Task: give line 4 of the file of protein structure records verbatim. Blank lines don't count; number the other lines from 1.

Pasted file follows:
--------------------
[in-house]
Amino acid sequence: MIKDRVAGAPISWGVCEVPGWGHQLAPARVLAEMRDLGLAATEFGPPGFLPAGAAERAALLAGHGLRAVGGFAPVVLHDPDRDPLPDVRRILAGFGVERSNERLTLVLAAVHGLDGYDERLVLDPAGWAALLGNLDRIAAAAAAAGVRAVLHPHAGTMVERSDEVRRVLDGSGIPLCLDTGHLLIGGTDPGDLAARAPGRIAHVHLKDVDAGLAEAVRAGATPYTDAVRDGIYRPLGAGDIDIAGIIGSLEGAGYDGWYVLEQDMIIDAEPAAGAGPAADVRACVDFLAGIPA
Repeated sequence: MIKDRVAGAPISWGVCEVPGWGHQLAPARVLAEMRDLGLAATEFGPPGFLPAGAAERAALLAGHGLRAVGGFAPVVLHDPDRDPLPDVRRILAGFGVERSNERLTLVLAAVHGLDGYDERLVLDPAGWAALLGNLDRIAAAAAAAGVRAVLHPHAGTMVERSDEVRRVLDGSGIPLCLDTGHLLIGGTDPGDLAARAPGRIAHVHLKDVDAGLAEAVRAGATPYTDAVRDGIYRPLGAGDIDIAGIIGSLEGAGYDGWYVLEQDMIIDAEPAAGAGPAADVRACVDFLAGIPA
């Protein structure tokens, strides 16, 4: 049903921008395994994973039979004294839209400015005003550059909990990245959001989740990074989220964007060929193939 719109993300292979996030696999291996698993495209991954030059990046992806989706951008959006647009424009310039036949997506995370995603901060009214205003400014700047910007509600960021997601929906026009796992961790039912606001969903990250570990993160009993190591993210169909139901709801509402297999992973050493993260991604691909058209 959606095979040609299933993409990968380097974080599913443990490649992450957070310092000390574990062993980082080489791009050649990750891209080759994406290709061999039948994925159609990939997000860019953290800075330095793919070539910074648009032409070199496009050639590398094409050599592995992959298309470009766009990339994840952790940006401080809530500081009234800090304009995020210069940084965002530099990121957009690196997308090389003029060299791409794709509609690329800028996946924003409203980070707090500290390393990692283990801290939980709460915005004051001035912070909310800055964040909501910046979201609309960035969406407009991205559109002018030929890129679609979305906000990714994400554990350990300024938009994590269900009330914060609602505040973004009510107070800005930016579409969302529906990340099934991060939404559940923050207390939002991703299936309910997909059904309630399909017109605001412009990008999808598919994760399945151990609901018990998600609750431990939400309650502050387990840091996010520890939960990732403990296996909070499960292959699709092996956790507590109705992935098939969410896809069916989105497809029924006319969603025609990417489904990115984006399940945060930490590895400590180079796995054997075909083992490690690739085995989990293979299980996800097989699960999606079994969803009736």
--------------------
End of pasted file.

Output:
């Protein structure tokens, strides 16, 4: 049903921008395994994973039979004294839209400015005003550059909990990245959001989740990074989220964007060929193939 719109993300292979996030696999291996698993495209991954030059990046992806989706951008959006647009424009310039036949997506995370995603901060009214205003400014700047910007509600960021997601929906026009796992961790039912606001969903990250570990993160009993190591993210169909139901709801509402297999992973050493993260991604691909058209 959606095979040609299933993409990968380097974080599913443990490649992450957070310092000390574990062993980082080489791009050649990750891209080759994406290709061999039948994925159609990939997000860019953290800075330095793919070539910074648009032409070199496009050639590398094409050599592995992959298309470009766009990339994840952790940006401080809530500081009234800090304009995020210069940084965002530099990121957009690196997308090389003029060299791409794709509609690329800028996946924003409203980070707090500290390393990692283990801290939980709460915005004051001035912070909310800055964040909501910046979201609309960035969406407009991205559109002018030929890129679609979305906000990714994400554990350990300024938009994590269900009330914060609602505040973004009510107070800005930016579409969302529906990340099934991060939404559940923050207390939002991703299936309910997909059904309630399909017109605001412009990008999808598919994760399945151990609901018990998600609750431990939400309650502050387990840091996010520890939960990732403990296996909070499960292959699709092996956790507590109705992935098939969410896809069916989105497809029924006319969603025609990417489904990115984006399940945060930490590895400590180079796995054997075909083992490690690739085995989990293979299980996800097989699960999606079994969803009736």